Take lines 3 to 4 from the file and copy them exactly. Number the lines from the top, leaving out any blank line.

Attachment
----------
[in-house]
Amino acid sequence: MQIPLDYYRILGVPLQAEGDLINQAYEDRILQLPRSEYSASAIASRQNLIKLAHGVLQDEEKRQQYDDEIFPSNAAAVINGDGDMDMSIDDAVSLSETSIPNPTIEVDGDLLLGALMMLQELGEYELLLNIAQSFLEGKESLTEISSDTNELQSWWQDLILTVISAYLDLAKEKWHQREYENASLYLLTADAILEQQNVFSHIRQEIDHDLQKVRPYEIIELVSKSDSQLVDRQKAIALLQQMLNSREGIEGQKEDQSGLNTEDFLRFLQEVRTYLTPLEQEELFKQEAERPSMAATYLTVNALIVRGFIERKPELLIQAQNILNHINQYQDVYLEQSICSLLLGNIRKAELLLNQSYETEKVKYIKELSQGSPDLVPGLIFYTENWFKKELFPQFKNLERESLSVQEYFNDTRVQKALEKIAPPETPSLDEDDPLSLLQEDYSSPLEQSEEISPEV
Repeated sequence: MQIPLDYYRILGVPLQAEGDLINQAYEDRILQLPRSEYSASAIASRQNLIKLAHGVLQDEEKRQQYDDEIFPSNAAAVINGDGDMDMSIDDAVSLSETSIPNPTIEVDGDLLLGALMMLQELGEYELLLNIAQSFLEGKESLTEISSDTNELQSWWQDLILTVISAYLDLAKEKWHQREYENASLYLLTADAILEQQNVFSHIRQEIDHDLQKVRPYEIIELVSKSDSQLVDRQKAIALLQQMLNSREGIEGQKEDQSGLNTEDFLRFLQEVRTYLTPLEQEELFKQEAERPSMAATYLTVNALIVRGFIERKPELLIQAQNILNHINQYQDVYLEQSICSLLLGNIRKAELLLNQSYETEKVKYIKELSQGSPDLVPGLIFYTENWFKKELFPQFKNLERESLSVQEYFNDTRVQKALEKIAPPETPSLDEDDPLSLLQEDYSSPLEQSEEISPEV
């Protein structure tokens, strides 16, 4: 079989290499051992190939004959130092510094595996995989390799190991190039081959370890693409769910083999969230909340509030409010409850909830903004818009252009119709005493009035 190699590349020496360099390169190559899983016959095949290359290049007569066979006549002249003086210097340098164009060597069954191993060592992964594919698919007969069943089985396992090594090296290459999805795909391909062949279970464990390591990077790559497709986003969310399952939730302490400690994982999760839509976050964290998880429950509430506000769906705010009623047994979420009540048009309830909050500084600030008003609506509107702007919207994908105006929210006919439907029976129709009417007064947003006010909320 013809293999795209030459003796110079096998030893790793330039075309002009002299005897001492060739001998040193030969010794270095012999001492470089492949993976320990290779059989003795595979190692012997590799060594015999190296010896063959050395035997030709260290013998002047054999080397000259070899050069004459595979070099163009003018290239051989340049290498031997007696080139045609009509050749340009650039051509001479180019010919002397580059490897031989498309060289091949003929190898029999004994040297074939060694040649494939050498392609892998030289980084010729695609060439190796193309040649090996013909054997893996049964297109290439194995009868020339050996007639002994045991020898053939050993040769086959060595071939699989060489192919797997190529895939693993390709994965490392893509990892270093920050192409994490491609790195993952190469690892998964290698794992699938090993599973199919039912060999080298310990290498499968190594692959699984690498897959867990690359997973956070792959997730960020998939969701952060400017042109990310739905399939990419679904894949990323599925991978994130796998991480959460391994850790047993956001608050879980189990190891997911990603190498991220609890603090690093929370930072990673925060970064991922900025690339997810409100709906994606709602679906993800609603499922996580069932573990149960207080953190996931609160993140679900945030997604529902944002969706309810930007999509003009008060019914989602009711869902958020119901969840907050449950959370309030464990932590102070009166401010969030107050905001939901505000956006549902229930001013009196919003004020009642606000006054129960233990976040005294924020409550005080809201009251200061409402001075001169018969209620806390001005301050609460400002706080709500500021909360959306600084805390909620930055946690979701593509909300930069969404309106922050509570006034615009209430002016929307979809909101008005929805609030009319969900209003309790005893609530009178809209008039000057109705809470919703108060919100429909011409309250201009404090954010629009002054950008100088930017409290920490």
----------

Repeated sequence: MQIPLDYYRILGVPLQAEGDLINQAYEDRILQLPRSEYSASAIASRQNLIKLAHGVLQDEEKRQQYDDEIFPSNAAAVINGDGDMDMSIDDAVSLSETSIPNPTIEVDGDLLLGALMMLQELGEYELLLNIAQSFLEGKESLTEISSDTNELQSWWQDLILTVISAYLDLAKEKWHQREYENASLYLLTADAILEQQNVFSHIRQEIDHDLQKVRPYEIIELVSKSDSQLVDRQKAIALLQQMLNSREGIEGQKEDQSGLNTEDFLRFLQEVRTYLTPLEQEELFKQEAERPSMAATYLTVNALIVRGFIERKPELLIQAQNILNHINQYQDVYLEQSICSLLLGNIRKAELLLNQSYETEKVKYIKELSQGSPDLVPGLIFYTENWFKKELFPQFKNLERESLSVQEYFNDTRVQKALEKIAPPETPSLDEDDPLSLLQEDYSSPLEQSEEISPEV
């Protein structure tokens, strides 16, 4: 079989290499051992190939004959130092510094595996995989390799190991190039081959370890693409769910083999969230909340509030409010409850909830903004818009252009119709005493009035 190699590349020496360099390169190559899983016959095949290359290049007569066979006549002249003086210097340098164009060597069954191993060592992964594919698919007969069943089985396992090594090296290459999805795909391909062949279970464990390591990077790559497709986003969310399952939730302490400690994982999760839509976050964290998880429950509430506000769906705010009623047994979420009540048009309830909050500084600030008003609506509107702007919207994908105006929210006919439907029976129709009417007064947003006010909320 013809293999795209030459003796110079096998030893790793330039075309002009002299005897001492060739001998040193030969010794270095012999001492470089492949993976320990290779059989003795595979190692012997590799060594015999190296010896063959050395035997030709260290013998002047054999080397000259070899050069004459595979070099163009003018290239051989340049290498031997007696080139045609009509050749340009650039051509001479180019010919002397580059490897031989498309060289091949003929190898029999004994040297074939060694040649494939050498392609892998030289980084010729695609060439190796193309040649090996013909054997893996049964297109290439194995009868020339050996007639002994045991020898053939050993040769086959060595071939699989060489192919797997190529895939693993390709994965490392893509990892270093920050192409994490491609790195993952190469690892998964290698794992699938090993599973199919039912060999080298310990290498499968190594692959699984690498897959867990690359997973956070792959997730960020998939969701952060400017042109990310739905399939990419679904894949990323599925991978994130796998991480959460391994850790047993956001608050879980189990190891997911990603190498991220609890603090690093929370930072990673925060970064991922900025690339997810409100709906994606709602679906993800609603499922996580069932573990149960207080953190996931609160993140679900945030997604529902944002969706309810930007999509003009008060019914989602009711869902958020119901969840907050449950959370309030464990932590102070009166401010969030107050905001939901505000956006549902229930001013009196919003004020009642606000006054129960233990976040005294924020409550005080809201009251200061409402001075001169018969209620806390001005301050609460400002706080709500500021909360959306600084805390909620930055946690979701593509909300930069969404309106922050509570006034615009209430002016929307979809909101008005929805609030009319969900209003309790005893609530009178809209008039000057109705809470919703108060919100429909011409309250201009404090954010629009002054950008100088930017409290920490």